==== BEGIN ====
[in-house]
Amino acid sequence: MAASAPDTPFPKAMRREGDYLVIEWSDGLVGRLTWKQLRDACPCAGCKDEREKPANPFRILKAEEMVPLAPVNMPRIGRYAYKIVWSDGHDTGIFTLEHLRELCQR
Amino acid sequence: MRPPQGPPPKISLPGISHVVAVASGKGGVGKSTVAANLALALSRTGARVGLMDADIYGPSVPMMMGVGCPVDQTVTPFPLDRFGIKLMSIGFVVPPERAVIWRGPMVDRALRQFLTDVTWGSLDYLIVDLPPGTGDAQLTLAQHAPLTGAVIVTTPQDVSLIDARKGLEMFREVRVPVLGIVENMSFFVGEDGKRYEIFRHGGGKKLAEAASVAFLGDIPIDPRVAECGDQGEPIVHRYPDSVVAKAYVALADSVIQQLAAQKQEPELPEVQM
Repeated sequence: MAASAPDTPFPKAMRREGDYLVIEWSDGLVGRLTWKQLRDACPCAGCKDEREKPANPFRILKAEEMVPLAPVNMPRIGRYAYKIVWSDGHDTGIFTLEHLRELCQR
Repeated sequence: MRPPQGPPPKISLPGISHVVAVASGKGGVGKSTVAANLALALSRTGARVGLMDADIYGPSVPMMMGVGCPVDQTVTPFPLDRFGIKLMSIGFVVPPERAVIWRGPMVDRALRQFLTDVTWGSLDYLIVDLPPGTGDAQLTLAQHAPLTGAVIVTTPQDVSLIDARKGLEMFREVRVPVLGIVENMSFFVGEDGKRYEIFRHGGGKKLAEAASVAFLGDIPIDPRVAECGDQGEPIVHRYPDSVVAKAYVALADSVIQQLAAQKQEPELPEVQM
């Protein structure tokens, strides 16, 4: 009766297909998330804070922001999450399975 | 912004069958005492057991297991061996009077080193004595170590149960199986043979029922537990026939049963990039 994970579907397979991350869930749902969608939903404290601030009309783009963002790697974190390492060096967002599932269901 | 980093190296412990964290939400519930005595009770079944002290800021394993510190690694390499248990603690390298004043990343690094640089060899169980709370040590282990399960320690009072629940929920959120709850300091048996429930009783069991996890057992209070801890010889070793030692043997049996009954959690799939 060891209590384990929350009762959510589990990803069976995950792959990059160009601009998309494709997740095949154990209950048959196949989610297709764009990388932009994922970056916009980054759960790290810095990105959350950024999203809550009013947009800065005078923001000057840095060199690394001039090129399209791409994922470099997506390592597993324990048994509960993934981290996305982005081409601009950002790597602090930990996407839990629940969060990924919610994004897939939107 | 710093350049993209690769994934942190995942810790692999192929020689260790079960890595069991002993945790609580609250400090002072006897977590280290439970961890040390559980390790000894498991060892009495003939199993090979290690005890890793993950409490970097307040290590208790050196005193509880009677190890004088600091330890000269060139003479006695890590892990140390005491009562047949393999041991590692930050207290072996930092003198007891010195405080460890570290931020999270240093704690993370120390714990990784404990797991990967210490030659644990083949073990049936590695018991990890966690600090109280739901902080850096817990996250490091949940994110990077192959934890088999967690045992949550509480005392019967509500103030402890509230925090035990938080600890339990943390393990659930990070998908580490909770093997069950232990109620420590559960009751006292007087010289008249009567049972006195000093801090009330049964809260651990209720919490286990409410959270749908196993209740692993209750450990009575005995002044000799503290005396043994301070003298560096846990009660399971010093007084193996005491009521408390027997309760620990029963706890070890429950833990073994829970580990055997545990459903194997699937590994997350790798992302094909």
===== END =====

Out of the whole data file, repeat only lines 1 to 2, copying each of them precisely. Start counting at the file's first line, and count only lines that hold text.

[in-house]
Amino acid sequence: MAASAPDTPFPKAMRREGDYLVIEWSDGLVGRLTWKQLRDACPCAGCKDEREKPANPFRILKAEEMVPLAPVNMPRIGRYAYKIVWSDGHDTGIFTLEHLRELCQR